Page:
Perils of the Anchor Desk for High School Broadcast Journalists
“I’m 17 years old and I am an anchor. I’m talent.”
We need to think about this a little, broadcast teachers. Is it really the best thing for the student when you name them an “anchor,” and let them sit behind the desk and read the prompter all semester, or all year?
Letting the same kids do all the anchoring for your shows is certainly your choice as a teacher. It might be the tradition you or the person before you established, but is it the best thing for those student anchors?
Some concerns are:
- Do your anchors ever go into the field and work on a story?
- Do your anchors learn to shoot and edit?
- Do your anchors write their scripts?
- Do your anchors ever run a studio camera, operate the audio board, or create graphics?
- Do other kids in your class want a chance to anchor?
Professional news anchors did not start out as anchors. They were reporters first. They learned to cover news, and tell stories. In fact, many of them today probably carried their own gear, and shot, wrote and edited their own pieces. Every day. Five days a week.
To give a teenager the anchor desk, and a sense of power or prestige, is not always a good thing. It might be short-changing them, actually. They have a chance to get a well-rounded experience in your class by doing it all. For those who actually pursue broadcasting in college, this will only help them in the often highly competitive world of collegiate journalism.
Finally, there are others to think about when you choose anchors, namely all the students you did not choose. Some kids avoid the camera and want nothing to do with anchoring, but it might surprise you how many others would actually like to take a turn on the desk.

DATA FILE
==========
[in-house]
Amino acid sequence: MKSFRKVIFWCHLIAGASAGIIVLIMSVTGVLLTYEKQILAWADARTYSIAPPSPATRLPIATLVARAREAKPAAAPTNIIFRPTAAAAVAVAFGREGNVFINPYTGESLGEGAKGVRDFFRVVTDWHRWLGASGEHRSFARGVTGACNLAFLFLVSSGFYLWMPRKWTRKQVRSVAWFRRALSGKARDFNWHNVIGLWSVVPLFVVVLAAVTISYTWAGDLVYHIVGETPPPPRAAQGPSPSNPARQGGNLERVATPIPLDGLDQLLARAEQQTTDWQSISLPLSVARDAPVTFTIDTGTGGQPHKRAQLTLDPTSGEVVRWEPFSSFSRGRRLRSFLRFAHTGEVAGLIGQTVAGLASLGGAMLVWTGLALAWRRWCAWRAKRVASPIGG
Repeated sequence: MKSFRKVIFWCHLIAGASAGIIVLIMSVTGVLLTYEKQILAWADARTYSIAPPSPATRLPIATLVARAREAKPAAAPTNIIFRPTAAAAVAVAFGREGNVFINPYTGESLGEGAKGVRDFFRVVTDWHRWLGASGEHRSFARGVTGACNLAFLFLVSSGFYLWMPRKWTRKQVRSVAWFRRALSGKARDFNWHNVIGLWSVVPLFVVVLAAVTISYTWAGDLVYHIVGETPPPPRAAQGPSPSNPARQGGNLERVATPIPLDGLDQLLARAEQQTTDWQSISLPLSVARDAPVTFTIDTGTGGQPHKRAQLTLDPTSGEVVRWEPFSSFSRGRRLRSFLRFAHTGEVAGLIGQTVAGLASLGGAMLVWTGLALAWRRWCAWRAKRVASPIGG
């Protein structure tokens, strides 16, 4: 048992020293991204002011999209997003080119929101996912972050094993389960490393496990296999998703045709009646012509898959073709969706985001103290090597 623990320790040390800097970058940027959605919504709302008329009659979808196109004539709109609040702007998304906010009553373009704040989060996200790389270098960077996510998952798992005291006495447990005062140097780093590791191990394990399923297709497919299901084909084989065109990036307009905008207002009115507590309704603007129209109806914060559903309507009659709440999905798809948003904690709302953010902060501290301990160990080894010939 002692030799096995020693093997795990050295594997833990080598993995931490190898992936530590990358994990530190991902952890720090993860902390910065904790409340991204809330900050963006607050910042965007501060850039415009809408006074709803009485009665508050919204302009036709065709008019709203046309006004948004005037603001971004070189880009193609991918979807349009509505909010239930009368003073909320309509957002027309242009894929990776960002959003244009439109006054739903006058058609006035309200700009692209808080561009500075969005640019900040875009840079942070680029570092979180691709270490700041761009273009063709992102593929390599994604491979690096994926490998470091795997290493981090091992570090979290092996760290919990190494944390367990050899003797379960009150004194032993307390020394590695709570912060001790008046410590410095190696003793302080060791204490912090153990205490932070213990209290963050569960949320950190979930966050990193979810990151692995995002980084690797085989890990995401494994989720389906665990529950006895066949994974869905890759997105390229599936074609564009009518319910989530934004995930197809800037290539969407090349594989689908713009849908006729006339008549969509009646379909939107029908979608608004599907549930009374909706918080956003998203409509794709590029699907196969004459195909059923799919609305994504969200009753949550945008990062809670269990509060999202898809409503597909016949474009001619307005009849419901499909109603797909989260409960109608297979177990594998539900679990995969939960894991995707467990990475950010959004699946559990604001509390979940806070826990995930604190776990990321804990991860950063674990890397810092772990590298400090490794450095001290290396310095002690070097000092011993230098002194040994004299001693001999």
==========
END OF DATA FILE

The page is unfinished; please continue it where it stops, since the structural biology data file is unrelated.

2 thoughts on “Perils of the Anchor Desk for High School Broadcast Journalists”
In my class I make everyone rotate all the jobs. We change crews about every two weeks. I feel everyone should get to try the desk, and all the other jobs for that matter, at least once. It’s the only way to truly know whether you like it or not. You would be surprised as to what jobs the students end of liking.
The downside, yes, our newscast does not look as polished as other schools do, but …they are high school students, not professionals. It also means they will want to goto college and really work on their craft there.
I teach a middle school digital media class. We have two main anchors but they must write all of their scripts and green screen their segments with lower thirds. They also must do stories all week. They both have to shoot and edit all of their stories. We also have back up anchors too that are capable of everything anchors do. We have three weather anchors, two sports anchors, an entertainment anchor and then the rest are reporters and photographers who can edit, write and shoot their own stories. We have others who only like to do behind the scenes. However, I put one kid in front of the camera and ended up making him my headline news anchor. (World, state, regional and local news. ) If you organize it right, each kid ends up doing what they want and can fill in when needed. We did auditions and teacher recommendations. I sent a Google Form asking for their top choice. I also let kids submit ideas to sit on the anchor desk with special reports.